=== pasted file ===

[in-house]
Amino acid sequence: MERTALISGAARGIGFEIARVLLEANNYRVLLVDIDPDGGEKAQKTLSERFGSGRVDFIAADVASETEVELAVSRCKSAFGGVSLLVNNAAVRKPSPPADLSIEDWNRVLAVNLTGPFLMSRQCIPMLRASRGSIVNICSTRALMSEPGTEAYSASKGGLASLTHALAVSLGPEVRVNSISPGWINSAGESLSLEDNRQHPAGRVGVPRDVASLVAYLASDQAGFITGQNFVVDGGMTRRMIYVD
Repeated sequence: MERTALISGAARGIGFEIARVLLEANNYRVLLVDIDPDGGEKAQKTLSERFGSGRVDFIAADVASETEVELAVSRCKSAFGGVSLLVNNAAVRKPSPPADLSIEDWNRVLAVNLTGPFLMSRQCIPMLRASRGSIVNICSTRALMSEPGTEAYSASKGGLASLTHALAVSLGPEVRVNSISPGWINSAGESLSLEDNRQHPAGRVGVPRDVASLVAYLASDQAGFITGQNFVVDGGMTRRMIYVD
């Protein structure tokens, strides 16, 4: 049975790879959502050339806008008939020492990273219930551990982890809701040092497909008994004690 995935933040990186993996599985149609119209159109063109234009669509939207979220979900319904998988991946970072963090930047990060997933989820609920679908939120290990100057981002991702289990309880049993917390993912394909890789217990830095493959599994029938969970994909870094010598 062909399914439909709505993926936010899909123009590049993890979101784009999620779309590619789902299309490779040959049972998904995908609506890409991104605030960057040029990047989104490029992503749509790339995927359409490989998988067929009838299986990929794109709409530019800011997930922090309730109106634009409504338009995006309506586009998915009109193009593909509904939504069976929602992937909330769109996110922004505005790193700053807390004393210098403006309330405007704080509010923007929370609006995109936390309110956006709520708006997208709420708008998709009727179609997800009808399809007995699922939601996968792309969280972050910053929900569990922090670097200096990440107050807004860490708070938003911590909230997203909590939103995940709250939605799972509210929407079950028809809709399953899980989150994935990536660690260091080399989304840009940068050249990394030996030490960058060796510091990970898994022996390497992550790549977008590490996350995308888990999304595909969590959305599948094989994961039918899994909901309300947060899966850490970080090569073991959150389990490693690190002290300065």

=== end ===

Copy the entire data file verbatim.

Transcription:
[in-house]
Amino acid sequence: MERTALISGAARGIGFEIARVLLEANNYRVLLVDIDPDGGEKAQKTLSERFGSGRVDFIAADVASETEVELAVSRCKSAFGGVSLLVNNAAVRKPSPPADLSIEDWNRVLAVNLTGPFLMSRQCIPMLRASRGSIVNICSTRALMSEPGTEAYSASKGGLASLTHALAVSLGPEVRVNSISPGWINSAGESLSLEDNRQHPAGRVGVPRDVASLVAYLASDQAGFITGQNFVVDGGMTRRMIYVD
Repeated sequence: MERTALISGAARGIGFEIARVLLEANNYRVLLVDIDPDGGEKAQKTLSERFGSGRVDFIAADVASETEVELAVSRCKSAFGGVSLLVNNAAVRKPSPPADLSIEDWNRVLAVNLTGPFLMSRQCIPMLRASRGSIVNICSTRALMSEPGTEAYSASKGGLASLTHALAVSLGPEVRVNSISPGWINSAGESLSLEDNRQHPAGRVGVPRDVASLVAYLASDQAGFITGQNFVVDGGMTRRMIYVD
């Protein structure tokens, strides 16, 4: 049975790879959502050339806008008939020492990273219930551990982890809701040092497909008994004690 995935933040990186993996599985149609119209159109063109234009669509939207979220979900319904998988991946970072963090930047990060997933989820609920679908939120290990100057981002991702289990309880049993917390993912394909890789217990830095493959599994029938969970994909870094010598 062909399914439909709505993926936010899909123009590049993890979101784009999620779309590619789902299309490779040959049972998904995908609506890409991104605030960057040029990047989104490029992503749509790339995927359409490989998988067929009838299986990929794109709409530019800011997930922090309730109106634009409504338009995006309506586009998915009109193009593909509904939504069976929602992937909330769109996110922004505005790193700053807390004393210098403006309330405007704080509010923007929370609006995109936390309110956006709520708006997208709420708008998709009727179609997800009808399809007995699922939601996968792309969280972050910053929900569990922090670097200096990440107050807004860490708070938003911590909230997203909590939103995940709250939605799972509210929407079950028809809709399953899980989150994935990536660690260091080399989304840009940068050249990394030996030490960058060796510091990970898994022996390497992550790549977008590490996350995308888990999304595909969590959305599948094989994961039918899994909901309300947060899966850490970080090569073991959150389990490693690190002290300065």